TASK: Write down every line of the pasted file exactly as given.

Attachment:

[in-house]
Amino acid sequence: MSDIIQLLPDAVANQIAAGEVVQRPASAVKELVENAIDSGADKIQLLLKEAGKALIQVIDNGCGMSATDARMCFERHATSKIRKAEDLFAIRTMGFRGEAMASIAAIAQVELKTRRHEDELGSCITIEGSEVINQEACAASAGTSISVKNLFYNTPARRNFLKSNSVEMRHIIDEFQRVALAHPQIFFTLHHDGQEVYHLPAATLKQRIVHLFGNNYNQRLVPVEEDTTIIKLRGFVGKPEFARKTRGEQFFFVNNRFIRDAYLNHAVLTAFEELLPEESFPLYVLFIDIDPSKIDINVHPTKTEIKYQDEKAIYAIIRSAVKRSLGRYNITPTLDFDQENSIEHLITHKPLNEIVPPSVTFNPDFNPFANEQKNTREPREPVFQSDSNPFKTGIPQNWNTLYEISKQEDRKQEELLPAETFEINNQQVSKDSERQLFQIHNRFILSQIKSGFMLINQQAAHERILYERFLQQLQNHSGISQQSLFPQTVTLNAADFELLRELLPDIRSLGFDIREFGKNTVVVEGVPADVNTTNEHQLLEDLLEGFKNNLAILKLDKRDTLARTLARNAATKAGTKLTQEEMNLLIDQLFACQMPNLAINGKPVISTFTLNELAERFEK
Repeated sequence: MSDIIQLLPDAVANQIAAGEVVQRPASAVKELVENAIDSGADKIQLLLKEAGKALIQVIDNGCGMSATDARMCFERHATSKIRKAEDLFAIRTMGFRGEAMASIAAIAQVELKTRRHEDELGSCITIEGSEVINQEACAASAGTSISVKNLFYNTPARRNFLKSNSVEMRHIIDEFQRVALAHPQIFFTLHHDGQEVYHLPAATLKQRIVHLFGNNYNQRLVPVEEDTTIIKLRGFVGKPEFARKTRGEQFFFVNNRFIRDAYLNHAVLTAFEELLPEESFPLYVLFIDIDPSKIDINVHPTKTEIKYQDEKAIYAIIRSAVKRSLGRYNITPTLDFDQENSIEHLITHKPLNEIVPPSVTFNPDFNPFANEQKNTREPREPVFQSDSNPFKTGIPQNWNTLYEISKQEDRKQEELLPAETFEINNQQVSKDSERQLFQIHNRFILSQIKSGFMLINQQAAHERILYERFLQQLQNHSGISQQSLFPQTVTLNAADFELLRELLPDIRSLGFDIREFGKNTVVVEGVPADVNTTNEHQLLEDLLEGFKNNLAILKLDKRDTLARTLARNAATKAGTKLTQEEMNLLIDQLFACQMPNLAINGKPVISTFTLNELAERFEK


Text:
[in-house]
Amino acid sequence: MSDIIQLLPDAVANQIAAGEVVQRPASAVKELVENAIDSGADKIQLLLKEAGKALIQVIDNGCGMSATDARMCFERHATSKIRKAEDLFAIRTMGFRGEAMASIAAIAQVELKTRRHEDELGSCITIEGSEVINQEACAASAGTSISVKNLFYNTPARRNFLKSNSVEMRHIIDEFQRVALAHPQIFFTLHHDGQEVYHLPAATLKQRIVHLFGNNYNQRLVPVEEDTTIIKLRGFVGKPEFARKTRGEQFFFVNNRFIRDAYLNHAVLTAFEELLPEESFPLYVLFIDIDPSKIDINVHPTKTEIKYQDEKAIYAIIRSAVKRSLGRYNITPTLDFDQENSIEHLITHKPLNEIVPPSVTFNPDFNPFANEQKNTREPREPVFQSDSNPFKTGIPQNWNTLYEISKQEDRKQEELLPAETFEINNQQVSKDSERQLFQIHNRFILSQIKSGFMLINQQAAHERILYERFLQQLQNHSGISQQSLFPQTVTLNAADFELLRELLPDIRSLGFDIREFGKNTVVVEGVPADVNTTNEHQLLEDLLEGFKNNLAILKLDKRDTLARTLARNAATKAGTKLTQEEMNLLIDQLFACQMPNLAINGKPVISTFTLNELAERFEK
Repeated sequence: MSDIIQLLPDAVANQIAAGEVVQRPASAVKELVENAIDSGADKIQLLLKEAGKALIQVIDNGCGMSATDARMCFERHATSKIRKAEDLFAIRTMGFRGEAMASIAAIAQVELKTRRHEDELGSCITIEGSEVINQEACAASAGTSISVKNLFYNTPARRNFLKSNSVEMRHIIDEFQRVALAHPQIFFTLHHDGQEVYHLPAATLKQRIVHLFGNNYNQRLVPVEEDTTIIKLRGFVGKPEFARKTRGEQFFFVNNRFIRDAYLNHAVLTAFEELLPEESFPLYVLFIDIDPSKIDINVHPTKTEIKYQDEKAIYAIIRSAVKRSLGRYNITPTLDFDQENSIEHLITHKPLNEIVPPSVTFNPDFNPFANEQKNTREPREPVFQSDSNPFKTGIPQNWNTLYEISKQEDRKQEELLPAETFEINNQQVSKDSERQLFQIHNRFILSQIKSGFMLINQQAAHERILYERFLQQLQNHSGISQQSLFPQTVTLNAADFELLRELLPDIRSLGFDIREFGKNTVVVEGVPADVNTTNEHQLLEDLLEGFKNNLAILKLDKRDTLARTLARNAATKAGTKLTQEEMNLLIDQLFACQMPNLAINGKPVISTFTLNELAERFEK